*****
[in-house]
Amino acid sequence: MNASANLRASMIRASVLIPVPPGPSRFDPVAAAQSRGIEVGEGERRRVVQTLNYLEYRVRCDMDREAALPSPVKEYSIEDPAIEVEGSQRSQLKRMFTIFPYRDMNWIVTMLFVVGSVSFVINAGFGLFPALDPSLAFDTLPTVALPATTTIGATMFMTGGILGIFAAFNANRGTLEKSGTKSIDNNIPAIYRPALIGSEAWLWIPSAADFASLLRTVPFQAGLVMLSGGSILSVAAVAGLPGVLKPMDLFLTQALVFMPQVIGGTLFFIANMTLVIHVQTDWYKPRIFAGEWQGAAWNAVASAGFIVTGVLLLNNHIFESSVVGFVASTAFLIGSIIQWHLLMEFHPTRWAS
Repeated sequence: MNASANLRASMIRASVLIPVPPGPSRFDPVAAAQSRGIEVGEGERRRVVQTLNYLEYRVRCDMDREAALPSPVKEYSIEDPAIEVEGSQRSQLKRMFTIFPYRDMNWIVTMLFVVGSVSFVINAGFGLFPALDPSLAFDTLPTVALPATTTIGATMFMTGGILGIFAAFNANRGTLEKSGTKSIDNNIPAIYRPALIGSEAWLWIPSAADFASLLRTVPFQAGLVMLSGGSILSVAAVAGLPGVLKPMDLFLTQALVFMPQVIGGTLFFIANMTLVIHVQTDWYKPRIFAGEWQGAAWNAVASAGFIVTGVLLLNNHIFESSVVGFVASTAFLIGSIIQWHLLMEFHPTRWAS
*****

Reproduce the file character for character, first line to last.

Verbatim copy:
[in-house]
Amino acid sequence: MNASANLRASMIRASVLIPVPPGPSRFDPVAAAQSRGIEVGEGERRRVVQTLNYLEYRVRCDMDREAALPSPVKEYSIEDPAIEVEGSQRSQLKRMFTIFPYRDMNWIVTMLFVVGSVSFVINAGFGLFPALDPSLAFDTLPTVALPATTTIGATMFMTGGILGIFAAFNANRGTLEKSGTKSIDNNIPAIYRPALIGSEAWLWIPSAADFASLLRTVPFQAGLVMLSGGSILSVAAVAGLPGVLKPMDLFLTQALVFMPQVIGGTLFFIANMTLVIHVQTDWYKPRIFAGEWQGAAWNAVASAGFIVTGVLLLNNHIFESSVVGFVASTAFLIGSIIQWHLLMEFHPTRWAS
Repeated sequence: MNASANLRASMIRASVLIPVPPGPSRFDPVAAAQSRGIEVGEGERRRVVQTLNYLEYRVRCDMDREAALPSPVKEYSIEDPAIEVEGSQRSQLKRMFTIFPYRDMNWIVTMLFVVGSVSFVINAGFGLFPALDPSLAFDTLPTVALPATTTIGATMFMTGGILGIFAAFNANRGTLEKSGTKSIDNNIPAIYRPALIGSEAWLWIPSAADFASLLRTVPFQAGLVMLSGGSILSVAAVAGLPGVLKPMDLFLTQALVFMPQVIGGTLFFIANMTLVIHVQTDWYKPRIFAGEWQGAAWNAVASAGFIVTGVLLLNNHIFESSVVGFVASTAFLIGSIIQWHLLMEFHPTRWAS